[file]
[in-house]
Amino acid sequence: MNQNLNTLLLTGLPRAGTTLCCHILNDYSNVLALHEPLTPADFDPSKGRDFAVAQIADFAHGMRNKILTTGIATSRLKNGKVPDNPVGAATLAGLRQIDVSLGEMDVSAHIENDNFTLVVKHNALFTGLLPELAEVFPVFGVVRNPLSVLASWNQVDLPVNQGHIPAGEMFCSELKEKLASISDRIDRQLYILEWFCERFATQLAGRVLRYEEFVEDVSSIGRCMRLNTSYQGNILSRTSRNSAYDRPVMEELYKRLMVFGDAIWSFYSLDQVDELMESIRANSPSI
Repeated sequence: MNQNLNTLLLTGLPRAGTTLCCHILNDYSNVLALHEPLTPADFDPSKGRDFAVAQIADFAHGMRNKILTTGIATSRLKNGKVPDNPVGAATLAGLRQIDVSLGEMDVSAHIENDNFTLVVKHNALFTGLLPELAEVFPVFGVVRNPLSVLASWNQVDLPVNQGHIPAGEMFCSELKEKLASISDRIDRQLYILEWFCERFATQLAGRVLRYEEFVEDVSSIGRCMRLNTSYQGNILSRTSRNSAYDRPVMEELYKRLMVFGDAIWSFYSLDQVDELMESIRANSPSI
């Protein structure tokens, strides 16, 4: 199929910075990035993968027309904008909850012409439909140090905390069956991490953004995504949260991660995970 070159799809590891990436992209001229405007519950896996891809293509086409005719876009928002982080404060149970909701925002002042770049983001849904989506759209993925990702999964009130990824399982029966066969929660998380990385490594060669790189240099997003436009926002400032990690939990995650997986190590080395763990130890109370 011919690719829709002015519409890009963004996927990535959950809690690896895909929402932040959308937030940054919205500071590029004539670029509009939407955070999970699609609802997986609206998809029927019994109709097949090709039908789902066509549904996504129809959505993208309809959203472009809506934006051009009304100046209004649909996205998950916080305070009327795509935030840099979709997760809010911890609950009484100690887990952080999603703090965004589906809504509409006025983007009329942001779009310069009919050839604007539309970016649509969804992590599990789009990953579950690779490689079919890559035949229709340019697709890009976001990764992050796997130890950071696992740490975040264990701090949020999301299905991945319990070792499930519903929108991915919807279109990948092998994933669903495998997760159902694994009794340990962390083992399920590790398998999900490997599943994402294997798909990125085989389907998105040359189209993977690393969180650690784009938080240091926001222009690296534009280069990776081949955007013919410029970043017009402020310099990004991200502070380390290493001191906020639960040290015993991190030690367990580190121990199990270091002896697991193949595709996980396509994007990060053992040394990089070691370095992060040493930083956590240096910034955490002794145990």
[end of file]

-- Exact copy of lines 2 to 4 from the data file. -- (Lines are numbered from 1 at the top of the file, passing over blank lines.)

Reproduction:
Amino acid sequence: MNQNLNTLLLTGLPRAGTTLCCHILNDYSNVLALHEPLTPADFDPSKGRDFAVAQIADFAHGMRNKILTTGIATSRLKNGKVPDNPVGAATLAGLRQIDVSLGEMDVSAHIENDNFTLVVKHNALFTGLLPELAEVFPVFGVVRNPLSVLASWNQVDLPVNQGHIPAGEMFCSELKEKLASISDRIDRQLYILEWFCERFATQLAGRVLRYEEFVEDVSSIGRCMRLNTSYQGNILSRTSRNSAYDRPVMEELYKRLMVFGDAIWSFYSLDQVDELMESIRANSPSI
Repeated sequence: MNQNLNTLLLTGLPRAGTTLCCHILNDYSNVLALHEPLTPADFDPSKGRDFAVAQIADFAHGMRNKILTTGIATSRLKNGKVPDNPVGAATLAGLRQIDVSLGEMDVSAHIENDNFTLVVKHNALFTGLLPELAEVFPVFGVVRNPLSVLASWNQVDLPVNQGHIPAGEMFCSELKEKLASISDRIDRQLYILEWFCERFATQLAGRVLRYEEFVEDVSSIGRCMRLNTSYQGNILSRTSRNSAYDRPVMEELYKRLMVFGDAIWSFYSLDQVDELMESIRANSPSI
């Protein structure tokens, strides 16, 4: 199929910075990035993968027309904008909850012409439909140090905390069956991490953004995504949260991660995970 070159799809590891990436992209001229405007519950896996891809293509086409005719876009928002982080404060149970909701925002002042770049983001849904989506759209993925990702999964009130990824399982029966066969929660998380990385490594060669790189240099997003436009926002400032990690939990995650997986190590080395763990130890109370 011919690719829709002015519409890009963004996927990535959950809690690896895909929402932040959308937030940054919205500071590029004539670029509009939407955070999970699609609802997986609206998809029927019994109709097949090709039908789902066509549904996504129809959505993208309809959203472009809506934006051009009304100046209004649909996205998950916080305070009327795509935030840099979709997760809010911890609950009484100690887990952080999603703090965004589906809504509409006025983007009329942001779009310069009919050839604007539309970016649509969804992590599990789009990953579950690779490689079919890559035949229709340019697709890009976001990764992050796997130890950071696992740490975040264990701090949020999301299905991945319990070792499930519903929108991915919807279109990948092998994933669903495998997760159902694994009794340990962390083992399920590790398998999900490997599943994402294997798909990125085989389907998105040359189209993977690393969180650690784009938080240091926001222009690296534009280069990776081949955007013919410029970043017009402020310099990004991200502070380390290493001191906020639960040290015993991190030690367990580190121990199990270091002896697991193949595709996980396509994007990060053992040394990089070691370095992060040493930083956590240096910034955490002794145990």